2015 Concert Features
In the fall of 1966, on a quiet Sunday morning in the Central Highlands of Vietnam, Ted Strong tripped a land mine that severed his right arm and later led to amputation of his right leg at the hip.
Ted’s life since then — learning to walk again, graduating from college on the GI bill, raising a family — is a lesson in resilience and compassion.
Ted’s story, showcased during the 2015 National Memorial Day Concert, is just one of many shared at the recently created American Veterans Disabled for Life Memorial in Washington, D.C.
Cameron and Bayleigh Dostie were just starting back to school in September 2005 when their father, Shawn, deployed to Iraq. When a roadside bomb struck his unit’s Humvee, Shawn threw himself in the way of the hit, sacrificing his life so that three platoon-mates would live. Shawn's children became members of a special and solemn group: Gold Star children: survivors whose parents died while serving in the U.S. military.
The 2015 National Memorial Day Concert continued its tradition of sharing Gold Star stories and explained how this newest generation of Gold Star children need not make their journey alone.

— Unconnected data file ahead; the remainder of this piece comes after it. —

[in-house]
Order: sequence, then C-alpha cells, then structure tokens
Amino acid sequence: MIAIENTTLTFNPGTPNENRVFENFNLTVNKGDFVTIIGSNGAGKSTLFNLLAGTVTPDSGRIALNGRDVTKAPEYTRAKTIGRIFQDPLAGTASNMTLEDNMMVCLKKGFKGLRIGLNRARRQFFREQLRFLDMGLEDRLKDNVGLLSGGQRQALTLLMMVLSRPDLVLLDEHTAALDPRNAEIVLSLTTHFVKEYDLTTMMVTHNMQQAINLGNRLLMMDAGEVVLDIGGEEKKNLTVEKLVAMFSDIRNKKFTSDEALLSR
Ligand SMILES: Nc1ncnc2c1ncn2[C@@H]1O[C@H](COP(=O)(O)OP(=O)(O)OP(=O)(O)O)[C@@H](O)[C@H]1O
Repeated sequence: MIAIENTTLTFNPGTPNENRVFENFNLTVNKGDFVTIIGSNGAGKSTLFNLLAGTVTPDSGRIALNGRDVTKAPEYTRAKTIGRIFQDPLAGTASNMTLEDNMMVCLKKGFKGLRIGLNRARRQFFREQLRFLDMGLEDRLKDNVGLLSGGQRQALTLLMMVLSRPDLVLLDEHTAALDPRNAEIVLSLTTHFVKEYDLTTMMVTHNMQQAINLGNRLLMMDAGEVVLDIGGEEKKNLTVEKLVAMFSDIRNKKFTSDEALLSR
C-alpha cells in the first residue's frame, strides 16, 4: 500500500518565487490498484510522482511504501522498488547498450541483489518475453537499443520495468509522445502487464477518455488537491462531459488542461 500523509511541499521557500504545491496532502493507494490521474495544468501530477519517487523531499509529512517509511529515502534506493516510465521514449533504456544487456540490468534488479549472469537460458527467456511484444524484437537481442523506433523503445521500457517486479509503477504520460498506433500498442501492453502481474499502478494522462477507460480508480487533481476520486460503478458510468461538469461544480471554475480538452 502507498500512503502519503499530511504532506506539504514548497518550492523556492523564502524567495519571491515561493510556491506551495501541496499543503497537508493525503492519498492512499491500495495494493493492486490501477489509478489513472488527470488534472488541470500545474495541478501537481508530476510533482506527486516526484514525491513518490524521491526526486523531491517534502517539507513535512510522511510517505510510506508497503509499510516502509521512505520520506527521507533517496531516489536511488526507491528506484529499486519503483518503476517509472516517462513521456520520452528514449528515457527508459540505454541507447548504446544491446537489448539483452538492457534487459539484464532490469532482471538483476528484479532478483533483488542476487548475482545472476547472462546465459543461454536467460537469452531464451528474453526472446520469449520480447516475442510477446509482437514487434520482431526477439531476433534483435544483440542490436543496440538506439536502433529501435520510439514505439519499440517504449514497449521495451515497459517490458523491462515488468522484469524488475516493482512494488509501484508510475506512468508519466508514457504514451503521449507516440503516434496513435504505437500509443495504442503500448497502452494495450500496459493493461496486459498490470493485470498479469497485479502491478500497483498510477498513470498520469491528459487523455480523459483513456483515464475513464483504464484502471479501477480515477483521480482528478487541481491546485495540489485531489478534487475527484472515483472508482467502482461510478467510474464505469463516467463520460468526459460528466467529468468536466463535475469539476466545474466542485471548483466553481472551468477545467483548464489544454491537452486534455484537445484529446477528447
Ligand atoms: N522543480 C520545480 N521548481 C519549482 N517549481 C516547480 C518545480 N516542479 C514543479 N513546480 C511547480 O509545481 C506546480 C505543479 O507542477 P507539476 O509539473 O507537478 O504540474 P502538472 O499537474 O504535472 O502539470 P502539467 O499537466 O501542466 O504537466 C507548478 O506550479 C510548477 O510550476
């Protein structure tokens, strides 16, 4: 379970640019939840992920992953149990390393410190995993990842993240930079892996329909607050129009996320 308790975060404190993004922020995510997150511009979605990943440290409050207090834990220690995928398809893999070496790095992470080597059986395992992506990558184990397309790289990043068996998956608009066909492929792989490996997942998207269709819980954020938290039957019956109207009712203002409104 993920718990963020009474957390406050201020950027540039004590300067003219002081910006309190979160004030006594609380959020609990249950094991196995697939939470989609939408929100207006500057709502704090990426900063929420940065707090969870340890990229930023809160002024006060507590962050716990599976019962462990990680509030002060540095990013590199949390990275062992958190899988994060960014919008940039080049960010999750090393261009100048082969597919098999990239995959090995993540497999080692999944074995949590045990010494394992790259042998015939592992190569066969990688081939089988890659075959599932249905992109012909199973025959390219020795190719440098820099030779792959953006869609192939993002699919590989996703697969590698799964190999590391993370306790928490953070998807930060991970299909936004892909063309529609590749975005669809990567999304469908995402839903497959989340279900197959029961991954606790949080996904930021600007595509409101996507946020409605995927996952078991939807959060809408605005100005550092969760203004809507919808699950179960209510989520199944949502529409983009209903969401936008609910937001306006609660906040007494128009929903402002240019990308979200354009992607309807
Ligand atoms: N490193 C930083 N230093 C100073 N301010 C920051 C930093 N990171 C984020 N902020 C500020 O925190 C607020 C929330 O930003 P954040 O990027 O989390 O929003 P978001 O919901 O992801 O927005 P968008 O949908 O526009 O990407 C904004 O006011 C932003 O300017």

Seventy years ago, the Allies' victories in Europe and the Pacific finally brought an end to World War II. Over 400,000 U.S. troops were killed serving their country and more than 60 million men, women and children lost their lives worldwide.
The 2015 National Memorial Day Concert welcomed World War II veterans onstage — among them, Lester M. Bornstein, a retired corporal who served in five campaigns from Normandy to Czechoslovakia.
2014 Concert Features
The use of improvised explosive devices (IEDs) in the conflict in Afghanistan has resulted in devastating injuries. Marine sergeant John Peck was gravely injured in Afghanistan’s Helmand Province in 2010, when an IED exploded underneath his feet. He woke up two months later at the National Naval Medical Center in Bethesda, Md., after 29 surgeries and 43 pints of transfused blood, as a quadruple amputee.
On the 2014 National Memorial Day Concert, we shared the story of John’s inspiring resilience.
Behind every man and woman at war is a family on the home front. U.S. Army Ranger Kristofor Stonesifer was a brave and committed young American whose life goals included becoming a service member. When he made the ultimate sacrifice for his country, his family did too.
On the 2014 National Memorial Day Concert, we told the story of Ruth Stonesifer, who became the first Operation Enduring Freedom mother to take on the national presidency of the American Gold Star Mothers.
On the 2014 National Memorial Day Concert we commemorated the 70th anniversary of D-Day, the Allied invasion of Normandy that turned the tide of World War II. Perhaps the most desperate mission of the entire invasion was that of the U.S. 2nd Ranger Battalion, known as Dog Company. Their harrowing attack on the German cannons atop the cliffs of Pointe du Hoc was shared on the National Memorial Day Concert, in a dramatic presentation along with a musical tribute to the “greatest generation.”